Mental health issues have a significant impact on rural and regional communities, who face unique challenges in accessing mental health care, and general practitioners (GPs) play a crucial role in providing and facilitating mental health care in these areas. Investing in innovative models of health care, including collaborative care, provides a great opportunity to support our rural and regional GPs to provide their patients with the care they need, closer to home.
The GP Psychiatry Support Line, launched by the WA Primary Health Alliance (WAPHA) and WA Country Health Service (WACHS), extends the expertise of regional psychiatrists into primary care through GPs.
When needed, GPs can use the support line for advice relating to the assessment, care and management of patients with mental health issues. It is not about triaging or referring patients to a psychiatrist, but rather keeping them within the primary care setting, under the care of their GP.
This new service means local GPs have the support they need to confidently treat their patients with mental health issues and keep them within the primary care setting if that’s what is most beneficial for them.
WAPHA Regional Manager Great Southern, Lesley Pearson, said it is extremely important that our local GPs feel well supported in providing quality mental health care in general practice.
‘General practitioners play a vital role in providing mental health care to the community and manage the majority of people who present to health services with mental health issues.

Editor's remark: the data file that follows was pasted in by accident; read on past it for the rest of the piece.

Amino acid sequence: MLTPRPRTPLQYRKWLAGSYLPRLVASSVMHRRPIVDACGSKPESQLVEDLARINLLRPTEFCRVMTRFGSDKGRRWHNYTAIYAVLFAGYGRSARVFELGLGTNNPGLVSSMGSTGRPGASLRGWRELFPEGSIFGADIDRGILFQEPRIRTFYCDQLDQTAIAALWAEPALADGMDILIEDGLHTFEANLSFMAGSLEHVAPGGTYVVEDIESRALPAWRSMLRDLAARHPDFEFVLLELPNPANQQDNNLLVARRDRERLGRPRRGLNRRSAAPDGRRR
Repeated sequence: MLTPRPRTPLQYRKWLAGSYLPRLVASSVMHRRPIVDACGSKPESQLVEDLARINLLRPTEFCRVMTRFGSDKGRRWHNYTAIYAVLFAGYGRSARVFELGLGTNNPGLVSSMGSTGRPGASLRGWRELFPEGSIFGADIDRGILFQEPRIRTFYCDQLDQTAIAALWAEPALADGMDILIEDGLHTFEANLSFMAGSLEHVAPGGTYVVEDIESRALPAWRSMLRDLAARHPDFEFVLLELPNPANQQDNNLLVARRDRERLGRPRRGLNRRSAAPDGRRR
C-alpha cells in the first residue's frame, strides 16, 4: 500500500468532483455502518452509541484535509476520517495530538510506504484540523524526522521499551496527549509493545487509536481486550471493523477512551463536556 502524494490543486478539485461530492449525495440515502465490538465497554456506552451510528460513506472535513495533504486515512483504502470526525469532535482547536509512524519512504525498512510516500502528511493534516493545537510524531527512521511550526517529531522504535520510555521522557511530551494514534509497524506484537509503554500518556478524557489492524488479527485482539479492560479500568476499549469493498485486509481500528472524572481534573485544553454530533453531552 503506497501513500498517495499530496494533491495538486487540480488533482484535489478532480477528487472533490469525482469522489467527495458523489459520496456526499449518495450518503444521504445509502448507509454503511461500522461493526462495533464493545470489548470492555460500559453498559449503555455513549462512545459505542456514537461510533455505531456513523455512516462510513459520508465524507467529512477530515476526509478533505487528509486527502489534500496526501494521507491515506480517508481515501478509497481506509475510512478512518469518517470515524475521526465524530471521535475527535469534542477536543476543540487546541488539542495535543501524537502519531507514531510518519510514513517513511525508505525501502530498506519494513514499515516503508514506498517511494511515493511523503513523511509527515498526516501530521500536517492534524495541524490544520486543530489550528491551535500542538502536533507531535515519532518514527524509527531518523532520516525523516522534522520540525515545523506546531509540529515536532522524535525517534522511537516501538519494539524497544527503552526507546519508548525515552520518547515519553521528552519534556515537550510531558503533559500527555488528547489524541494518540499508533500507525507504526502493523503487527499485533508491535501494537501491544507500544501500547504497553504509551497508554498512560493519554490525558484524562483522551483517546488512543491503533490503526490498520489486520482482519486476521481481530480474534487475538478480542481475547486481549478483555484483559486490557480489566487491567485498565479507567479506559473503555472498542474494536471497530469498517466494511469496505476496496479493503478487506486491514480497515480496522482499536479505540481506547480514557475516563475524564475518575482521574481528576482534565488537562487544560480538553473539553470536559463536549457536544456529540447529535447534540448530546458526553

‘By providing this support line, we can make sure GPs feel confident in managing common mental health and alcohol and other drug conditions.
‘This initiative was developed with local GPs, who feel the support line will help them to get treatment underway more efficiently and effectively,’ Lesley said.
The team of psychiatrists providing the service also identify common knowledge or service gaps in primary care to then develop targeted education and training sessions for GPs in the region.
Local psychiatrists Associate Professor Mathew Coleman, Dr Kelly Ridley and Dr Hugh Simpson are available via the support line.
WACHS Consultant Psychiatrist and Great Southern Mental Health Service Clinic Director, Mathew Coleman, said the new service enhances the expert care received in primary care, whilst facilitating best practice standards and care across the region.
‘This service is staffed by local psychiatrists who know the local context and ensures input into patient care is timely and responsive to their needs. It also ensures specialised support is available in the most accessible way.
‘Increased professional networks between mental health and primary care clinicians will also encourage two-way information sharing, strengthening workforce capability and capacity,’ Mathew said.
WACHS Regional Director, Geraldine Ennis, said the organisation is proud to be working with WAPHA to deliver accessible, on-the-ground specialist services to the Great Southern.
‘In addition to the Mental Health Emergency Telehealth Service, with the commencement of the Great Southern GP Psychiatry Support Line, we are reshaping the way primary and secondary care work together, particularly in regional areas,’ Geraldine said.
WA Primary Health Alliance involvement in this activity was made possible through funding provided by the Australian Government under the PHN Program.
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